Honeypot Ants Turn Their Biggest Sisters into Jugs of Nectar
Deep in their underground nests, honeypot ants stuff members of their own colony until they look like golden water balloons. Drop by drop, worker ants deliver nectar and other liquid food into their largest sisters’ mouths. When food is scarce in the desert, the colony will feed from these living storage tanks, known as repletes.
Deep inside their underground nest, honeypot ants are stuffing their own kin.
The glistening globes hanging from the ceiling are actually part of the ants’ bodies. These portly ants are known as repletes. The elixir inside them will nourish the colony when food is scarce in the ants’ arid homelands in the Southwest and Mexico.
To feed a hungry nestmate, a plump replete opens its mandibles wide and regurgitates a tiny droplet that the other one slurps up. As the liquid drains, the ant’s belly deflates. The whole thing happens while the replete is hanging by the tips of its legs.
So how do these ants become living storage tanks?
It all starts with this giantess – the queen. All these workers are her daughters.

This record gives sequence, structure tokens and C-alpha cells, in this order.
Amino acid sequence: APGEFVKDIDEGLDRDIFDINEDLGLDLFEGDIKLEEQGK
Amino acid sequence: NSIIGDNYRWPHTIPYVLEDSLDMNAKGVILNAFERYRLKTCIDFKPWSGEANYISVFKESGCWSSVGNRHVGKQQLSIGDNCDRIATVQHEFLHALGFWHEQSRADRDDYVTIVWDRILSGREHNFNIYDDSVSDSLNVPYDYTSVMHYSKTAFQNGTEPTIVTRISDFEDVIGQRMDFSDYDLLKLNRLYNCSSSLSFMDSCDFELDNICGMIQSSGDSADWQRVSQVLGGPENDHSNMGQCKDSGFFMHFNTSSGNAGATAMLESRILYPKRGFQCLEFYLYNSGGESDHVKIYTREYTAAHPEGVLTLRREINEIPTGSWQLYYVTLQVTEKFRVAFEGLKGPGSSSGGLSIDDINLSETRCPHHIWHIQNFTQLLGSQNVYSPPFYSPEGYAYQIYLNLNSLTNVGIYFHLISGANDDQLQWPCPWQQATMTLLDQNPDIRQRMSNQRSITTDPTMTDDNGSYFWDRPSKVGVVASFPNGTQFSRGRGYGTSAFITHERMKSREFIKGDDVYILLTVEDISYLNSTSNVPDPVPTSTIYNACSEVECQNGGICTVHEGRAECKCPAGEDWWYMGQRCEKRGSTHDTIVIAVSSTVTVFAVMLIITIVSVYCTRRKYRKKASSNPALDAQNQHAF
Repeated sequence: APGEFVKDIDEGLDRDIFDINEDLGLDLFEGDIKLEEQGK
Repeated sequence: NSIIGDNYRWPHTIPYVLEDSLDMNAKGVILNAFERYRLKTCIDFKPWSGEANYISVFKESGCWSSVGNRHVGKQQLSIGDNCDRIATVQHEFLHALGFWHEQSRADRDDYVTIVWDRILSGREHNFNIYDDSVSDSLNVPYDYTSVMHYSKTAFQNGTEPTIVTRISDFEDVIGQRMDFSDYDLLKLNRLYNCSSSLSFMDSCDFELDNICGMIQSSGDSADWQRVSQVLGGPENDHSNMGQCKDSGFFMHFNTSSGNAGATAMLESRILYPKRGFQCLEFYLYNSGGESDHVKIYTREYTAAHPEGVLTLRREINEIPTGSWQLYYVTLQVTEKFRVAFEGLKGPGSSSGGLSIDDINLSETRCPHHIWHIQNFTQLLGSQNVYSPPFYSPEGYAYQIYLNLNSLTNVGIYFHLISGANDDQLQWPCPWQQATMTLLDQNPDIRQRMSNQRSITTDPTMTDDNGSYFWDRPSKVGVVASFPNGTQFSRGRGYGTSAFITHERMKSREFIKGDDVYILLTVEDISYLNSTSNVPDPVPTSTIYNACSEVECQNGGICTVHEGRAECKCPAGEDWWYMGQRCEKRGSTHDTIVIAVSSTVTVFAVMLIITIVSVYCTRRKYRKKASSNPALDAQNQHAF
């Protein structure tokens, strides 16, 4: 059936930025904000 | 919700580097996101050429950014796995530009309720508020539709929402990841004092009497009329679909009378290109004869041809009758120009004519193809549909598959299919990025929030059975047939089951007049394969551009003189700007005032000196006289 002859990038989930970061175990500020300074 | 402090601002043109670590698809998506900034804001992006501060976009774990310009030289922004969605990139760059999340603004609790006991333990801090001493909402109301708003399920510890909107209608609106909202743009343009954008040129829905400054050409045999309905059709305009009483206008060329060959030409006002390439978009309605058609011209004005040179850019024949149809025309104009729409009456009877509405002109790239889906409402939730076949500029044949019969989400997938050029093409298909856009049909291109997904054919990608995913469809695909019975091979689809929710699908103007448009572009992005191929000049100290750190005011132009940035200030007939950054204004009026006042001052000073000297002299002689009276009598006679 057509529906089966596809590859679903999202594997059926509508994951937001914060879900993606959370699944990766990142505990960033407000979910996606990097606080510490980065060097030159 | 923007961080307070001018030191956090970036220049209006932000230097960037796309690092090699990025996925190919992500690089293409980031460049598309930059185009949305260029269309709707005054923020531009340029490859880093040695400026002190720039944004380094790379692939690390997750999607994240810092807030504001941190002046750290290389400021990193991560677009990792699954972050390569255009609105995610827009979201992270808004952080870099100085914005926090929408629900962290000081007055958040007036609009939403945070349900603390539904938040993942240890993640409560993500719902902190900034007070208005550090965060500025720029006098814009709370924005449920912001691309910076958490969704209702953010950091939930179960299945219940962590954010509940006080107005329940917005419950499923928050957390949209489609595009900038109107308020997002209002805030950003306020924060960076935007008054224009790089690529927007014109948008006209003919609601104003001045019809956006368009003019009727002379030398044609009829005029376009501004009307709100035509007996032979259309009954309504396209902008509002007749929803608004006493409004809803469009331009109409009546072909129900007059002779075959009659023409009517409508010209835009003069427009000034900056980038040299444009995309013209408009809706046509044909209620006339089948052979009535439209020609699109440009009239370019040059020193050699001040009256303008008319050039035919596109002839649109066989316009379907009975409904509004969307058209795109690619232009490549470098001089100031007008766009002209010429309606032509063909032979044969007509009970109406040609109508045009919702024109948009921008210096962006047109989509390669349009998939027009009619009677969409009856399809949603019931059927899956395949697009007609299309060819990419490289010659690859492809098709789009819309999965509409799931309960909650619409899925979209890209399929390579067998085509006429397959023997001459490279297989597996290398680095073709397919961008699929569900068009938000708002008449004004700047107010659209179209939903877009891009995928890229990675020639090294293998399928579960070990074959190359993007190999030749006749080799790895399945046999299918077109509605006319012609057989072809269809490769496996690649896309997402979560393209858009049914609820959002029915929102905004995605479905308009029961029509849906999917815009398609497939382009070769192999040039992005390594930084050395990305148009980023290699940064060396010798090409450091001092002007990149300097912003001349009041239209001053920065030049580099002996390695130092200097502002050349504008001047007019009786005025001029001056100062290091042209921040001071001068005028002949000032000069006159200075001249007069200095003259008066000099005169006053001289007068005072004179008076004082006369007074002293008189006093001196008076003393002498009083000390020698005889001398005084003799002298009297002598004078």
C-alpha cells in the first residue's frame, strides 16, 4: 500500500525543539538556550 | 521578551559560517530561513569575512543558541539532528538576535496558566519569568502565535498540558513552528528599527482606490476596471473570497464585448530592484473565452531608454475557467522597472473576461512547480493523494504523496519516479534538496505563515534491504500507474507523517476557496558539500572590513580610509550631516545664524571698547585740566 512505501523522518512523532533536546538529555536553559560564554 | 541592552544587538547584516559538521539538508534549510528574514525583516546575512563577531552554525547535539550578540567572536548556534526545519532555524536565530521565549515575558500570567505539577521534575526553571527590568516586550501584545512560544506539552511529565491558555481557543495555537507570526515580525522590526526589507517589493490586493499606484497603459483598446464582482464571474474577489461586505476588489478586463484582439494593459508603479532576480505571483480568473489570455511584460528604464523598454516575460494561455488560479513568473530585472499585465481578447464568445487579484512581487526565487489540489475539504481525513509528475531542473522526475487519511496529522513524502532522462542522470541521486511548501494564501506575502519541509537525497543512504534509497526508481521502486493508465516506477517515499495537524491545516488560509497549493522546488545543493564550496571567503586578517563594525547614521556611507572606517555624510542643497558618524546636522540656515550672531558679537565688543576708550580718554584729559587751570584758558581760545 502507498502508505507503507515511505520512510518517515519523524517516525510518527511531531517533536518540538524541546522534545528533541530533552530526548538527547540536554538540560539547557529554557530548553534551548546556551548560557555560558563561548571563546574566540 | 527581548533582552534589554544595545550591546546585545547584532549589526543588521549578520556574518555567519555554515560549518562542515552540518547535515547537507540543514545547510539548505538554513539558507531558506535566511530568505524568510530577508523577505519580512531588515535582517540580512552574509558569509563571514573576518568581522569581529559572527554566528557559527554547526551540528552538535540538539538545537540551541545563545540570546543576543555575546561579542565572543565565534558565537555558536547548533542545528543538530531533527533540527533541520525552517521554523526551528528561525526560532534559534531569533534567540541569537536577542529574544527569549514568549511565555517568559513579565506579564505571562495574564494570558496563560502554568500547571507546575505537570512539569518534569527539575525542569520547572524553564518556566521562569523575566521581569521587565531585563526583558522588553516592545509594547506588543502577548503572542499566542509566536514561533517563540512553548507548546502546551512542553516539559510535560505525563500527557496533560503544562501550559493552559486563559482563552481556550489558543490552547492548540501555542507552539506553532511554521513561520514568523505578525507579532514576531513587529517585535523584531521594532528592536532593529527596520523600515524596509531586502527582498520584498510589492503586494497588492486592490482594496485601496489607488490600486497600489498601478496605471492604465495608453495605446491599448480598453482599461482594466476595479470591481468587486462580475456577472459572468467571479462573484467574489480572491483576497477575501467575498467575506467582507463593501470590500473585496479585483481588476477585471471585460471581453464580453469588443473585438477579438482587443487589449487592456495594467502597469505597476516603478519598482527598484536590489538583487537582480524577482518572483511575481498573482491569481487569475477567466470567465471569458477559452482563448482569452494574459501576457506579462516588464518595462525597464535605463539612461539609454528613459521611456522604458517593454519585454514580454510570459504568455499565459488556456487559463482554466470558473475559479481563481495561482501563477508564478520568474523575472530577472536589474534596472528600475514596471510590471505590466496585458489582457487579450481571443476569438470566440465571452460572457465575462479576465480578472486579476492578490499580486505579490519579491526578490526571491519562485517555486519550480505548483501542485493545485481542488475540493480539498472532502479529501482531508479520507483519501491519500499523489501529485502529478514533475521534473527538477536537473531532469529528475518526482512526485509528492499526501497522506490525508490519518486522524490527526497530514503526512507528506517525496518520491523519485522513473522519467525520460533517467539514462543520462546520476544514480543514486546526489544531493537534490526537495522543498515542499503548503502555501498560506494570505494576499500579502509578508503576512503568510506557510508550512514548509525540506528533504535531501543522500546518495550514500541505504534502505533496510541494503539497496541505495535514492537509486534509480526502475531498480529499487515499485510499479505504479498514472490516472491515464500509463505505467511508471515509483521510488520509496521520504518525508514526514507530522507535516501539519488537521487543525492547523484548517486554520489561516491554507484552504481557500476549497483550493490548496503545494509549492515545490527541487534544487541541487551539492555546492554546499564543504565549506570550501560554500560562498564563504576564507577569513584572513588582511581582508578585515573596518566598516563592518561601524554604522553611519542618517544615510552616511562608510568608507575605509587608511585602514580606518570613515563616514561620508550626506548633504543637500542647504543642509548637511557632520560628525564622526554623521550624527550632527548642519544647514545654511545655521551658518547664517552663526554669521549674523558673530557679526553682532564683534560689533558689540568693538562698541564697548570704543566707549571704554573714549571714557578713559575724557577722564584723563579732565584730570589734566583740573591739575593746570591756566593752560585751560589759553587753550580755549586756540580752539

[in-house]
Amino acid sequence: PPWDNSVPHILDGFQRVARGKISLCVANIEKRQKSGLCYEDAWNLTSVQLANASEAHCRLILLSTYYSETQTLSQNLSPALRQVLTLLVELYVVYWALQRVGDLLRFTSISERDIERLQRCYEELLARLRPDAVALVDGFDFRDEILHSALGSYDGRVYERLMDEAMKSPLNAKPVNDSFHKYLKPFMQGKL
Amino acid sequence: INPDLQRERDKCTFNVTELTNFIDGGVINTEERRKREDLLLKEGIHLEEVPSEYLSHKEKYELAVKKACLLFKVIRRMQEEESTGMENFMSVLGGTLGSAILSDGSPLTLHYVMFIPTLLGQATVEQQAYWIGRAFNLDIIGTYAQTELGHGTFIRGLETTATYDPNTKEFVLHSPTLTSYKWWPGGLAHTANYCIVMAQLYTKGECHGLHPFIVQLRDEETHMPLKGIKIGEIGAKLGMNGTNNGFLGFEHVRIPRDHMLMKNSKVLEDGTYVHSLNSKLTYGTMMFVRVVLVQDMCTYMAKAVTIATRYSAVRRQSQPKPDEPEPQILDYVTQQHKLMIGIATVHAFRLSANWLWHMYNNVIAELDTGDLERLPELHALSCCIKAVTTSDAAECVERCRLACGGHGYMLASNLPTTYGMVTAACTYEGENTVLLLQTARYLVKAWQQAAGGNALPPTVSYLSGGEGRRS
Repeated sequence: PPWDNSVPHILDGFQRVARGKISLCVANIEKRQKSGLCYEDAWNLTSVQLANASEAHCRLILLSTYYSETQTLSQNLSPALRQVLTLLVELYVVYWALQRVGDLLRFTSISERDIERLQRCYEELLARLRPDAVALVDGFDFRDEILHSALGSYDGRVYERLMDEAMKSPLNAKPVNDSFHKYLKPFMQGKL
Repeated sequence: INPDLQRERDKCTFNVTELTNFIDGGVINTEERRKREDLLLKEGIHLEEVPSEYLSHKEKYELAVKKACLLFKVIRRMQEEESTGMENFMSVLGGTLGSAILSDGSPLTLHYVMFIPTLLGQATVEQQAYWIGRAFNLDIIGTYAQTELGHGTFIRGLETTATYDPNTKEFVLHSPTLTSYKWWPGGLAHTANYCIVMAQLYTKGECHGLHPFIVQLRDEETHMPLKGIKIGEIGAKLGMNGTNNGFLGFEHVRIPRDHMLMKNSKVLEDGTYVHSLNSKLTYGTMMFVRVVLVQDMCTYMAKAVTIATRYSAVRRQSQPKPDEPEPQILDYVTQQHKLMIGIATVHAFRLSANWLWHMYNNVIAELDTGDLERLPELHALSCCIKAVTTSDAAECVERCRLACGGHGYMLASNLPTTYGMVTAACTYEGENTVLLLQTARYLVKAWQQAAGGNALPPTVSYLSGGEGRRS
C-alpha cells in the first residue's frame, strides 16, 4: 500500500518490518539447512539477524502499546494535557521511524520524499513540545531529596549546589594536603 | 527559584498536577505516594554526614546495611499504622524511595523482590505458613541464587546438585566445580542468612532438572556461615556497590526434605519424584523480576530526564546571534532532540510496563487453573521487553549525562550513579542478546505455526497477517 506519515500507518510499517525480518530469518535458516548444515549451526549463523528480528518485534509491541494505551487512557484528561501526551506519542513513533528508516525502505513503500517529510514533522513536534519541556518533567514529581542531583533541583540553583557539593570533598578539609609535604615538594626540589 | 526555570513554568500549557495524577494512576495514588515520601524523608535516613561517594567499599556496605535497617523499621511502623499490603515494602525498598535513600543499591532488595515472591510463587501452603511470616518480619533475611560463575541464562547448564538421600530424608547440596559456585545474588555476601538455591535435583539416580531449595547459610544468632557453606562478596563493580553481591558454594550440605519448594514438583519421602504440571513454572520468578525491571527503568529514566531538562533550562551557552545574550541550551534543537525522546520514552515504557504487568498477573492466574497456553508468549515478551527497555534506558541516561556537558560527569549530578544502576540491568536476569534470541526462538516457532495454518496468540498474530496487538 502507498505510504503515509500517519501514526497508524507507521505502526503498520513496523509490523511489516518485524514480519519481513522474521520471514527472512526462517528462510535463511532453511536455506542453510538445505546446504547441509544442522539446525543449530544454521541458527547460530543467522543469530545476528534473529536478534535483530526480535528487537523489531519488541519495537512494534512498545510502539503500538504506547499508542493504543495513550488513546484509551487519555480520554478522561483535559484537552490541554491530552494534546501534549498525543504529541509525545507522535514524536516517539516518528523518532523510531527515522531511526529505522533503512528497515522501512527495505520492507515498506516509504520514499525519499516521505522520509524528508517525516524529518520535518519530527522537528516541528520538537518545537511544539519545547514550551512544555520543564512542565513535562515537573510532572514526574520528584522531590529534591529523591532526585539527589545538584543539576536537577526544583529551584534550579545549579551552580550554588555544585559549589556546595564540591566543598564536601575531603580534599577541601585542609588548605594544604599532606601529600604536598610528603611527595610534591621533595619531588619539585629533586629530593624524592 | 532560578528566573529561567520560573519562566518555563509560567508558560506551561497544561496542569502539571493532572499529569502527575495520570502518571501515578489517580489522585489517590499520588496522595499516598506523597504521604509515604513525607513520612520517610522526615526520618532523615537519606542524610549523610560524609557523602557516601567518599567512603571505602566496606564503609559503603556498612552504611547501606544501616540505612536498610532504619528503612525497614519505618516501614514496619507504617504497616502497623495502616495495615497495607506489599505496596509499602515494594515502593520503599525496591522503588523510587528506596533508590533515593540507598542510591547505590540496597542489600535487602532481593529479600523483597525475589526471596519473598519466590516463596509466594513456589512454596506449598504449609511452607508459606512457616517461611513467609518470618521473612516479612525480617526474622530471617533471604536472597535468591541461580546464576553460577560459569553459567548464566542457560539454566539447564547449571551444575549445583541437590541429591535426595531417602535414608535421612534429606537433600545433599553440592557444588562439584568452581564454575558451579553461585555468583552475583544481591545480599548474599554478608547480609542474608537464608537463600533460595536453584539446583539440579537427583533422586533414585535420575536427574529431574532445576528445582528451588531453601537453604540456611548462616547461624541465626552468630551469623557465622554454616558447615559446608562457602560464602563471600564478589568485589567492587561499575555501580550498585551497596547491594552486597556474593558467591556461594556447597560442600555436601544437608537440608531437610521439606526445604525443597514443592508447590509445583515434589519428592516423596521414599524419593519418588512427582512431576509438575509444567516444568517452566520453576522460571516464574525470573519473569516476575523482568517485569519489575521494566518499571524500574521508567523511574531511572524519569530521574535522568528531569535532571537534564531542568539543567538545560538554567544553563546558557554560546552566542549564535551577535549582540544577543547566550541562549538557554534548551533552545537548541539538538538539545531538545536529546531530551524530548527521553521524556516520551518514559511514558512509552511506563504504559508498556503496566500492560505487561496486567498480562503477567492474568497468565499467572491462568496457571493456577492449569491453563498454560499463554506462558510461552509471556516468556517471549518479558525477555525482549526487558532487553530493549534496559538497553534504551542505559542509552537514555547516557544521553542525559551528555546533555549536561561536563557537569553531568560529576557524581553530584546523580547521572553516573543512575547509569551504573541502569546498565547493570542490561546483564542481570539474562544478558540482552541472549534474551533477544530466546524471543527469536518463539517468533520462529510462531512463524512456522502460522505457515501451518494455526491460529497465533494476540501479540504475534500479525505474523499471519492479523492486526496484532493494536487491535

She lays thousands of tiny white eggs. Workers tend to them as they grow into squirming larvae and then pupae wrapped in fuzzy cocoons.
They choose the biggest newborns to stuff until they swell into repletes.
To fill them up, workers venture out at night to forage. Dead insects provide protein and fat. Desert plants give them sweet nectar. Or dinner might be red artificial nectar, if a human is keeping the ants as pets.
Workers carry the nectar back. And they feed it, drop by drop, to their sisters, the ones they’re turning into repletes. They make up about one fifth of the colony.
The nectar flows into a pouch called the crop. The crop will swell into a storage tank because valves prevent most of the liquid from flowing into the stomach, where it would be digested.
As their belly grows, this flexible membrane stretches. The hard sclerites that protect the ant’s abdomen move away from one another, until they end up like a chain of islands on a tiny planet.
Suspending themselves allows the air to circulate around them, maybe preventing a fungi attack.
To our human eyes, these living chandeliers might seem like captives, hanging in the dark for weeks or months. Or it might look like they have it easy, just chilling while droplets are lovingly delivered.
The truth is that every worker in a colony has a key job. And all of them, even a replete in its cozy home, can face a sudden demise … by a badger that digs up the nest … or someone delighting in a special treat, as humans have done for thousands of years.
Hi, this is Lesley McClurg. I’m a health and science reporter. I’m standing in for Laura until the summer.
Repletes are so delicate, they sometimes spring a leak. And the other ants just drink from the cut. Thirsty for more Deep Look? Watch this episode about how mosquitoes use six needles to suck your blood. See you next time.